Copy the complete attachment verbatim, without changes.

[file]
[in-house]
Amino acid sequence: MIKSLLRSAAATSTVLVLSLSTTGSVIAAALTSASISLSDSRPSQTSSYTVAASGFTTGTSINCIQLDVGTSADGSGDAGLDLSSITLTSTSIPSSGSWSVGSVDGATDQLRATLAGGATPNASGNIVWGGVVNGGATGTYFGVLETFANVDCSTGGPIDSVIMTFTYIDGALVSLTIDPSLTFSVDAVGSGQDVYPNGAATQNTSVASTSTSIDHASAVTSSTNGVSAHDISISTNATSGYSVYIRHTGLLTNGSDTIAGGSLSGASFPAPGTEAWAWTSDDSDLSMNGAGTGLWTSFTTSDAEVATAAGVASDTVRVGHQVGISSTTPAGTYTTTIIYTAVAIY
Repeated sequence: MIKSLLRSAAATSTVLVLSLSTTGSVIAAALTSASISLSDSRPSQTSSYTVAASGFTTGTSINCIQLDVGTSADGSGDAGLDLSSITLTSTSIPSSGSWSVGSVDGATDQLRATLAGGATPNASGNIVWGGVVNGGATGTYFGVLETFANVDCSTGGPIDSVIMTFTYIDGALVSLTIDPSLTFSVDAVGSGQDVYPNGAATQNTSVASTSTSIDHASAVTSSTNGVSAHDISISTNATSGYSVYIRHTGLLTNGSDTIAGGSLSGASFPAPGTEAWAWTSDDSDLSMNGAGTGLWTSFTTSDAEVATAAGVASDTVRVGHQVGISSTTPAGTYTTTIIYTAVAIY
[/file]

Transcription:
[in-house]
Amino acid sequence: MIKSLLRSAAATSTVLVLSLSTTGSVIAAALTSASISLSDSRPSQTSSYTVAASGFTTGTSINCIQLDVGTSADGSGDAGLDLSSITLTSTSIPSSGSWSVGSVDGATDQLRATLAGGATPNASGNIVWGGVVNGGATGTYFGVLETFANVDCSTGGPIDSVIMTFTYIDGALVSLTIDPSLTFSVDAVGSGQDVYPNGAATQNTSVASTSTSIDHASAVTSSTNGVSAHDISISTNATSGYSVYIRHTGLLTNGSDTIAGGSLSGASFPAPGTEAWAWTSDDSDLSMNGAGTGLWTSFTTSDAEVATAAGVASDTVRVGHQVGISSTTPAGTYTTTIIYTAVAIY
Repeated sequence: MIKSLLRSAAATSTVLVLSLSTTGSVIAAALTSASISLSDSRPSQTSSYTVAASGFTTGTSINCIQLDVGTSADGSGDAGLDLSSITLTSTSIPSSGSWSVGSVDGATDQLRATLAGGATPNASGNIVWGGVVNGGATGTYFGVLETFANVDCSTGGPIDSVIMTFTYIDGALVSLTIDPSLTFSVDAVGSGQDVYPNGAATQNTSVASTSTSIDHASAVTSSTNGVSAHDISISTNATSGYSVYIRHTGLLTNGSDTIAGGSLSGASFPAPGTEAWAWTSDDSDLSMNGAGTGLWTSFTTSDAEVATAAGVASDTVRVGHQVGISSTTPAGTYTTTIIYTAVAIY